In Appreciation of the Dining Hall

By Malena Solin ’20

At Thacher, we often take our dining hall and dining hall staff for granted, never really building relationships with the staff the way we do with other adults on campus and complaining that the food isn’t as good as at home. However, what most people are not aware of is that the dining hall staff works long and hard hours just to put together one meal, and they give extra effort to meals for students with dietary restrictions or preferences.

One reason that students may not fully appreciate the dining hall is that they are not given the opportunity and encouragement to build relationships with its staff. Dining Hall Director Richard Maxwell said, “It would probably generate some appreciation…just by knowing the names of the dining hall staff,” and Steven Jump, a senior, said that he enjoys quick conversations with dining hall staff members when getting food and that, “It’s nice to get to know them outside of the dining hall.” However, Jump admits that most people do not know the staff’s names, and said, “I think that something we should work on more is knowing names of people we interact with on a daily basis.” Will Harding, a freshman, said, although he only knows two of the dining hall staff members’ names, “I always say good morning or hello at the buffet line, provide a smile, and say thank you every time.” Making the extra effort to interact with the dining hall staff might be a solution to creating relationships with these Thacher community members and building a greater appreciation for our dining hall.

According to Richard Maxwell, it takes 20 man hours to prepare, cook, and set up for one formal dinner, though most students probably have no idea how much time and energy goes into preparing our meals. There are 23 people working in the dining hall preparing and cleaning for the students and providing great options for everyone. Fiona McLaughlin, a sophomore, said that she appreciates all of the options the dining hall gives us, especially the produce, and Steven Jump, says, “It’s super super easy to be a vegetarian at Thacher.” Jump also noted, “They try their hardest to cater to everybody’s wants and needs” by having meals from different cultures every week. The dining hall staff also take criticisms and suggestions seriously, paying attention to the suggestions box, and listening to the recent request of goat cheese at the salad bar, in addition to creating the new Brunch Extravaganza. Will Harding, who is vegan, said, “The meals that are prepared for us are almost always great, and I never find myself hungry after a meal,” an impressive feat for the dining hall staff, who are preparing food for the entire community.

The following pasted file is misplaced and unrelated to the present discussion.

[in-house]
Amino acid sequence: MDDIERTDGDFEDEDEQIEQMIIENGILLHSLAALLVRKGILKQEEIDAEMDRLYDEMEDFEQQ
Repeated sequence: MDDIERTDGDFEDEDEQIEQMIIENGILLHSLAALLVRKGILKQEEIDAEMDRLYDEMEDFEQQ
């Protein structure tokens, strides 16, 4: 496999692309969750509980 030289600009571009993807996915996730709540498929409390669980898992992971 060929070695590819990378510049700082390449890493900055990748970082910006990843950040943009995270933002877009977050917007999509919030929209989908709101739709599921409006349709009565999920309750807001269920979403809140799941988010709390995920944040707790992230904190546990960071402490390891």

It is important for Thacher students to realize, even in our privileged community, that people work hard to provide us with food. If students took the time to think about why they are grateful for all of the work that the dining hall does, the impressive achievements of the dining hall staff would not continue to go unnoticed. Will Harding said that he appreciates the dining hall for, “The effort that the chefs put in to provide a nutritious and delicious meal for people who eat plant-based diets, and the kindness that the kitchen staff spreads.” A genuine thought of gratitude like this one, in addition to getting to know the dining hall staff and understanding how hard they work, can go a long way toward helping The Thacher School’s dining hall be appreciated by students.


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